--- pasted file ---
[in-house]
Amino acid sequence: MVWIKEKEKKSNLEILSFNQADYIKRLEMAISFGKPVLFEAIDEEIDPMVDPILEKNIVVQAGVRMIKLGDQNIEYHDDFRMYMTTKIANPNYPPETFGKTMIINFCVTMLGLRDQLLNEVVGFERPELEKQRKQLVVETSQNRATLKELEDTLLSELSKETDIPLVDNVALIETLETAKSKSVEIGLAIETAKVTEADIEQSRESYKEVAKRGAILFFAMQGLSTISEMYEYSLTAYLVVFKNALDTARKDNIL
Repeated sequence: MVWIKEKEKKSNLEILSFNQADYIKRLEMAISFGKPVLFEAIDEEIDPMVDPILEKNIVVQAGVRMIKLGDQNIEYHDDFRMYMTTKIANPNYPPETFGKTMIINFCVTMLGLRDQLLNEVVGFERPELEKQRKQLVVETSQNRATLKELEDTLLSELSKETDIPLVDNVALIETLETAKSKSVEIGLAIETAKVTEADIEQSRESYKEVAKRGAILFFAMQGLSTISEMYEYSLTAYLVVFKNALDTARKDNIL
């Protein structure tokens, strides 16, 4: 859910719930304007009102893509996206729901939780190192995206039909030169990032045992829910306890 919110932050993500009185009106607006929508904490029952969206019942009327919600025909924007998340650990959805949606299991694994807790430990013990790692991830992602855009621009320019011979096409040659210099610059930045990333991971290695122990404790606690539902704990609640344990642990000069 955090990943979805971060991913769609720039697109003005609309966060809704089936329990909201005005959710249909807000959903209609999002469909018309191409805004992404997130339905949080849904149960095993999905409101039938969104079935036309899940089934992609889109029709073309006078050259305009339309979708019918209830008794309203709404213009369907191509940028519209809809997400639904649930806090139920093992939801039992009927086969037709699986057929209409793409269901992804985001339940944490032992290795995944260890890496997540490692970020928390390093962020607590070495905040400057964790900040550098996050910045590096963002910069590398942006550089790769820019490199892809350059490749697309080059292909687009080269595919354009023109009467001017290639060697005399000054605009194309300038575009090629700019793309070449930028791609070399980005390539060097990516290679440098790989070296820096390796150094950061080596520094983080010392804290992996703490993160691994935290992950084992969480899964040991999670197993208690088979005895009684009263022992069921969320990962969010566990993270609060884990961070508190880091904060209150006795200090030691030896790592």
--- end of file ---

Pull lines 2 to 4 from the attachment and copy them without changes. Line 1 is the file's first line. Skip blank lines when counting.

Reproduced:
Amino acid sequence: MVWIKEKEKKSNLEILSFNQADYIKRLEMAISFGKPVLFEAIDEEIDPMVDPILEKNIVVQAGVRMIKLGDQNIEYHDDFRMYMTTKIANPNYPPETFGKTMIINFCVTMLGLRDQLLNEVVGFERPELEKQRKQLVVETSQNRATLKELEDTLLSELSKETDIPLVDNVALIETLETAKSKSVEIGLAIETAKVTEADIEQSRESYKEVAKRGAILFFAMQGLSTISEMYEYSLTAYLVVFKNALDTARKDNIL
Repeated sequence: MVWIKEKEKKSNLEILSFNQADYIKRLEMAISFGKPVLFEAIDEEIDPMVDPILEKNIVVQAGVRMIKLGDQNIEYHDDFRMYMTTKIANPNYPPETFGKTMIINFCVTMLGLRDQLLNEVVGFERPELEKQRKQLVVETSQNRATLKELEDTLLSELSKETDIPLVDNVALIETLETAKSKSVEIGLAIETAKVTEADIEQSRESYKEVAKRGAILFFAMQGLSTISEMYEYSLTAYLVVFKNALDTARKDNIL
């Protein structure tokens, strides 16, 4: 859910719930304007009102893509996206729901939780190192995206039909030169990032045992829910306890 919110932050993500009185009106607006929508904490029952969206019942009327919600025909924007998340650990959805949606299991694994807790430990013990790692991830992602855009621009320019011979096409040659210099610059930045990333991971290695122990404790606690539902704990609640344990642990000069 955090990943979805971060991913769609720039697109003005609309966060809704089936329990909201005005959710249909807000959903209609999002469909018309191409805004992404997130339905949080849904149960095993999905409101039938969104079935036309899940089934992609889109029709073309006078050259305009339309979708019918209830008794309203709404213009369907191509940028519209809809997400639904649930806090139920093992939801039992009927086969037709699986057929209409793409269901992804985001339940944490032992290795995944260890890496997540490692970020928390390093962020607590070495905040400057964790900040550098996050910045590096963002910069590398942006550089790769820019490199892809350059490749697309080059292909687009080269595919354009023109009467001017290639060697005399000054605009194309300038575009090629700019793309070449930028791609070399980005390539060097990516290679440098790989070296820096390796150094950061080596520094983080010392804290992996703490993160691994935290992950084992969480899964040991999670197993208690088979005895009684009263022992069921969320990962969010566990993270609060884990961070508190880091904060209150006795200090030691030896790592």